Minnesota farmers are using conservation tillage more frequently than in the past, particularly in corn and soybean rotations. Soil erosion control, water quality improvement, increased nutrient retention, and lower production costs are among the many environmental and economic benefits associated with conservation tillage practices.
No-till and other conservation tillage practices have proven successful in controlling soil erosion and providing other benefits. Conservation tillage practices have the additional benefit of sequestering more carbon than conventional agricultural tilling practices. There is a range of beneficial tilling practices; the most beneficial are those that disturb soils the least, including no-till and strip till.1,4
Soil microbial biomass has become an indicator of soil quality and increased nutrient retention and soil structure. Additionally, studies have found that beneficial micro-organisms including bacteria and fungi are especially effective in storing carbon, and they are negatively affected by tillage.2,3,4
But conservation tillage practices alone are not the solution to greater carbon sequestration in agricultural systems. Combining conservation tillage with cover crops has been proven to significantly increase soil organic carbon in addition to benefits that include increased infiltration, nutrient retention and decreased erosion potential.2,4 No till and cover crop practices together provide greater benefits than either practice does individually.4
Issues of carbon sequestration notwithstanding, BWSR encourages the use of conservation tillage and cover crops to protect soil quality, reduce soil erosion and improve water quality in local waterways.
Cover Crops Store Carbon
Cover crops are grasses, legumes and forbs planted to provide seasonal soil cover when the soil would otherwise be bare - before the main crop emerges in the spring or after fall harvest. Cover crops sequester carbon by adding biomass both on the soil surface and below-ground. Research suggests that the majority of soil organic carbon originates from root biomass. Underground carbon persists longer than above ground depositions. Cover crops encourage beneficial root-zone fungi, bacteria and invertebrates who also contribute to soil carbon and protect it over time by forming aggregates which increase overall soil health and productivity. 4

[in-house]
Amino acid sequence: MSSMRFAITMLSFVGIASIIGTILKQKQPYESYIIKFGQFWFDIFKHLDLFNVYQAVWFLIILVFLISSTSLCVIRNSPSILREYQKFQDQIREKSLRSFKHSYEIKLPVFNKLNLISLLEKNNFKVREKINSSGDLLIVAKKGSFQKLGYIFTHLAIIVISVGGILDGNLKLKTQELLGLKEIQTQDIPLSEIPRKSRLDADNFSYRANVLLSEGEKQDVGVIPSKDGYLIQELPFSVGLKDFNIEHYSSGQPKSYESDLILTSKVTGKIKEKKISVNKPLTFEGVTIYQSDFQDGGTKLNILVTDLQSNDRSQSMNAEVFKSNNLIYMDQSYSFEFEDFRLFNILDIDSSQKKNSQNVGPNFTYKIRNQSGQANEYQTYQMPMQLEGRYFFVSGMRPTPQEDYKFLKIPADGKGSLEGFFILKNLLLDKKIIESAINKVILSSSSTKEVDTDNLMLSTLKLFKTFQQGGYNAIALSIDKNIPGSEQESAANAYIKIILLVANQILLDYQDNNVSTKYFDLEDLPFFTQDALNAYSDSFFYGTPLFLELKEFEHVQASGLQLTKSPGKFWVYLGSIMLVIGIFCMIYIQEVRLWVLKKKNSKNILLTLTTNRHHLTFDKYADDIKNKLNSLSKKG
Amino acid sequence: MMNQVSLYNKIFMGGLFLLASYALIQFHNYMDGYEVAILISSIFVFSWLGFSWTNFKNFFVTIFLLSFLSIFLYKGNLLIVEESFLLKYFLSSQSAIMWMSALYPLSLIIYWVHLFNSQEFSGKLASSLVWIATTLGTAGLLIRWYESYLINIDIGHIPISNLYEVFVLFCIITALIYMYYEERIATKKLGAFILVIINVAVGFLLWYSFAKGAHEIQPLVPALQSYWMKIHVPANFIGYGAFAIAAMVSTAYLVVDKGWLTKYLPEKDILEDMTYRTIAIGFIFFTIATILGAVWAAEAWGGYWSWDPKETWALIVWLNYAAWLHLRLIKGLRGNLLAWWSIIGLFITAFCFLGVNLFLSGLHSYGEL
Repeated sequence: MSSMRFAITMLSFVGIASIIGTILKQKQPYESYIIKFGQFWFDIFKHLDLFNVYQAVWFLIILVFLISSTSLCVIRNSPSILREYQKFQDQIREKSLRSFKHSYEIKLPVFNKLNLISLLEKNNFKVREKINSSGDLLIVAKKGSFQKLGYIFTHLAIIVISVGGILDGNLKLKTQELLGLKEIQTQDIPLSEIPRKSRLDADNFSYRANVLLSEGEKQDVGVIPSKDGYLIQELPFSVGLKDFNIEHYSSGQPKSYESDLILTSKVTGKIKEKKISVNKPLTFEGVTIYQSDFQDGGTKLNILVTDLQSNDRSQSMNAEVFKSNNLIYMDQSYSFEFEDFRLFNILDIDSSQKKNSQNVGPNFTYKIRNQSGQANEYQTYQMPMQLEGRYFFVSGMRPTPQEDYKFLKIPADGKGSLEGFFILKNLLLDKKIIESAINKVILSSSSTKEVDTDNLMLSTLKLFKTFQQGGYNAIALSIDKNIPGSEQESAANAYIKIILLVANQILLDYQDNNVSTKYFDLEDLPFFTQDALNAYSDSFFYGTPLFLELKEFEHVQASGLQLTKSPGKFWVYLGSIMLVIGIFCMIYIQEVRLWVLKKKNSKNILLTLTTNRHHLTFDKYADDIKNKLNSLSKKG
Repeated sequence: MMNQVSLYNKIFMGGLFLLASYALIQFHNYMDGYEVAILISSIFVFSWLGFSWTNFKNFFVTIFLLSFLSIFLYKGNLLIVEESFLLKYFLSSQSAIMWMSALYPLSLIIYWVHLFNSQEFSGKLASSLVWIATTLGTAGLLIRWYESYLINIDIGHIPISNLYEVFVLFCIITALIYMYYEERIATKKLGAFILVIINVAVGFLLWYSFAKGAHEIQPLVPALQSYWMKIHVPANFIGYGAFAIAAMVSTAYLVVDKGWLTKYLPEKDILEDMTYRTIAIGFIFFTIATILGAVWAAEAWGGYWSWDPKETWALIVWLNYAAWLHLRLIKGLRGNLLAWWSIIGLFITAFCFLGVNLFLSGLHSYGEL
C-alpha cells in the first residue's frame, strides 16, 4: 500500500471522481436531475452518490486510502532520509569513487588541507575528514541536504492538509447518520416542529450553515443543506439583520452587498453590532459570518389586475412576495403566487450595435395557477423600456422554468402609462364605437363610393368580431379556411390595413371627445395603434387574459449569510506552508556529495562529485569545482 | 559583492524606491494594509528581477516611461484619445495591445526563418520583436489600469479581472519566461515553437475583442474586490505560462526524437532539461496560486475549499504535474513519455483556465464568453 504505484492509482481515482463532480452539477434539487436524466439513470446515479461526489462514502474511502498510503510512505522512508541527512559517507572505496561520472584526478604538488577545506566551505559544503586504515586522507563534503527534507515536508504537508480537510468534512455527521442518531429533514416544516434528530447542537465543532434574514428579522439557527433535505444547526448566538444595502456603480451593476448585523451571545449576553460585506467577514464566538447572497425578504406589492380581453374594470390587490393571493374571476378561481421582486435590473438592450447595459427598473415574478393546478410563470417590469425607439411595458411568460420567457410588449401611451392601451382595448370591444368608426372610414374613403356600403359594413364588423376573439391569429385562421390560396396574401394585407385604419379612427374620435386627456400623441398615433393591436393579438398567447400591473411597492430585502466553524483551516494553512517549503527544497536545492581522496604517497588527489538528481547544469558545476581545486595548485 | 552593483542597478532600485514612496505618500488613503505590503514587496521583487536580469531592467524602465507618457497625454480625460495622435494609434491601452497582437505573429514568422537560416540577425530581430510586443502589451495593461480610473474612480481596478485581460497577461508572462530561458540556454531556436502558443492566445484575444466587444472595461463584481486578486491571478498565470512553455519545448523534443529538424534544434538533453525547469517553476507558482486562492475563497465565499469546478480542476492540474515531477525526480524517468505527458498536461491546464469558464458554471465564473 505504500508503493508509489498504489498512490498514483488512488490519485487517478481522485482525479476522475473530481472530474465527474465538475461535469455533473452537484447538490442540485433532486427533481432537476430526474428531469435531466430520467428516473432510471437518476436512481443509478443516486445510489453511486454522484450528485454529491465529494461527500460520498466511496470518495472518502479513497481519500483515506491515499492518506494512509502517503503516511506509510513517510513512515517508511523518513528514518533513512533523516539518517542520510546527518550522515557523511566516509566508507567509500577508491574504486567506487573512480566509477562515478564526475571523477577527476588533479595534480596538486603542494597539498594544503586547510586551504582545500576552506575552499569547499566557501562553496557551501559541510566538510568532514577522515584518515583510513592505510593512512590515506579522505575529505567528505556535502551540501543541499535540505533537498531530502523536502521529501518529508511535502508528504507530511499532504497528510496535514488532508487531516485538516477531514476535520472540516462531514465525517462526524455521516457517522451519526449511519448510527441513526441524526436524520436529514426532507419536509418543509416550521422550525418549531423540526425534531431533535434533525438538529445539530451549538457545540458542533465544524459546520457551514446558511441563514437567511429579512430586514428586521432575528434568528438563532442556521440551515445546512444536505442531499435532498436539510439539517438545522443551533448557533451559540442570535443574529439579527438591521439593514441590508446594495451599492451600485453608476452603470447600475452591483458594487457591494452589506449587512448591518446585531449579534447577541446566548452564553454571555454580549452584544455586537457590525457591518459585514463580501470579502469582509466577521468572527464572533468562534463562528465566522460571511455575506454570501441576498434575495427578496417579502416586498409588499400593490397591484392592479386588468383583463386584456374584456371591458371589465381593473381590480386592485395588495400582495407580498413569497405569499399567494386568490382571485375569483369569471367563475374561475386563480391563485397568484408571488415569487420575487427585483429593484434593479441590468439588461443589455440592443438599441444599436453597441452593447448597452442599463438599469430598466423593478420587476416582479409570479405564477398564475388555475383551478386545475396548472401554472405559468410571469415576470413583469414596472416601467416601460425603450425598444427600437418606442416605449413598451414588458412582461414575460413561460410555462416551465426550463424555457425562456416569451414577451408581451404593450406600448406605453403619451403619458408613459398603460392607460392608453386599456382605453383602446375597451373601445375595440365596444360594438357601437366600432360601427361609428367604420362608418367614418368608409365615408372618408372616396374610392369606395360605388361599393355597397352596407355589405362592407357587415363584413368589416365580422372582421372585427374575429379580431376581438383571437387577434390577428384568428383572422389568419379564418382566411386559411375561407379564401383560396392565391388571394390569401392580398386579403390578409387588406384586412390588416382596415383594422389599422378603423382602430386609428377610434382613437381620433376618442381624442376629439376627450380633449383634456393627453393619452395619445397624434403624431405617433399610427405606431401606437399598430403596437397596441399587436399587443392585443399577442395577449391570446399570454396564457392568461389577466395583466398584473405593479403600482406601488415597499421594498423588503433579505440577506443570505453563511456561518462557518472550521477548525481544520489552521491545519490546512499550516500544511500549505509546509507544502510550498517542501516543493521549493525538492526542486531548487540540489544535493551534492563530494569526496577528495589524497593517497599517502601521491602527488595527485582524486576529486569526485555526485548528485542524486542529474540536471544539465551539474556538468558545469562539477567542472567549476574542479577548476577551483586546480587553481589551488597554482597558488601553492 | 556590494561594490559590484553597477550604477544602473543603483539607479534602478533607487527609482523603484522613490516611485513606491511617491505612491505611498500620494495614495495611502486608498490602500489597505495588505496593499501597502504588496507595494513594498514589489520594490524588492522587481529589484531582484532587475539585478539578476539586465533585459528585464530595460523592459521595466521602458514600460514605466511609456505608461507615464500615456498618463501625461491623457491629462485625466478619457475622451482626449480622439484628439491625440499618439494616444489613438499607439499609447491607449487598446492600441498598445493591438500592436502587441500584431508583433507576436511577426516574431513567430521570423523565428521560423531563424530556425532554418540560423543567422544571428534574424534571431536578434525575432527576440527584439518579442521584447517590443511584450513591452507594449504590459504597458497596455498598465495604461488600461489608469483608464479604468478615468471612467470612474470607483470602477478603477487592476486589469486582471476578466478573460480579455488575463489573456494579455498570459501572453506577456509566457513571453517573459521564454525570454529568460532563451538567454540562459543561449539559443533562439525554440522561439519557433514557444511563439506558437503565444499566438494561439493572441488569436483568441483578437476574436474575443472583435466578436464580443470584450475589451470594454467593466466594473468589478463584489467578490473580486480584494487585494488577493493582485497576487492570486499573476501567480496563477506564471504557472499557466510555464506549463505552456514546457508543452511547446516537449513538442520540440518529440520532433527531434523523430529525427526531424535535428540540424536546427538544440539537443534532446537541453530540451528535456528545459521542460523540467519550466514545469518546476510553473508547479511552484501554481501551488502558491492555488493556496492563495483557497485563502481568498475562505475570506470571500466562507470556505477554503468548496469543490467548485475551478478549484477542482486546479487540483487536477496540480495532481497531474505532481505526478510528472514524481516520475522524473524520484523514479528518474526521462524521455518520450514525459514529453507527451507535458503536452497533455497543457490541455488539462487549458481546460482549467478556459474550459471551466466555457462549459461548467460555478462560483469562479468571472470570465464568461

A 12-year University of Illinois study showed that adding cover crops to all tillage treatments increased soil organic carbon stock gains by 30% for no-till, 10% for chisel plowed and 18% for moldboard-plowed plots.6
Planting in late summer allows cover crops to generate substantial biomass throughout the fall and again in the spring. Winter rye is a good choice because it is more resistant to decay than other cover crops such as oats or barley.
1. Reicosky, D. C. Conservation tillage is not conservation agriculture. Journal of Soil and Water Conservation 70, 103A-108A (2015).
2. Soil Health Practices and No-till Farming Transform Landscapes | NRCS. Available at: https://www.nrcs.usda.gov/wps/portal/nrcs/detail/national/newsroom/features/?cid=nrcseprd1307111. (Accessed: 21st June 2019)
3. Zuber, S. M. & Villamil, M. B. Meta-analysis approach to assess effect of tillage on microbial biomass and enzyme activities. Soil Biology and Biochemistry 97, 176–187 (2016).
4. Mbuthia, L. W. et al. Long term tillage, cover crop, and fertilization effects on microbial community structure, activity: Implications for soil quality. Soil Biology and Biochemistry 89, 24–34 (2015).
5 .Nivelle, E. et al. Functional response of soil microbial communities to tillage, cover crops and nitrogen fertilization. Applied Soil Ecology 108, 147–155 (2016).
6. Olson, K, S.A. Ebelhar and J.M. Lang. 2014. Open Journal of Soil Science 4: 284-292.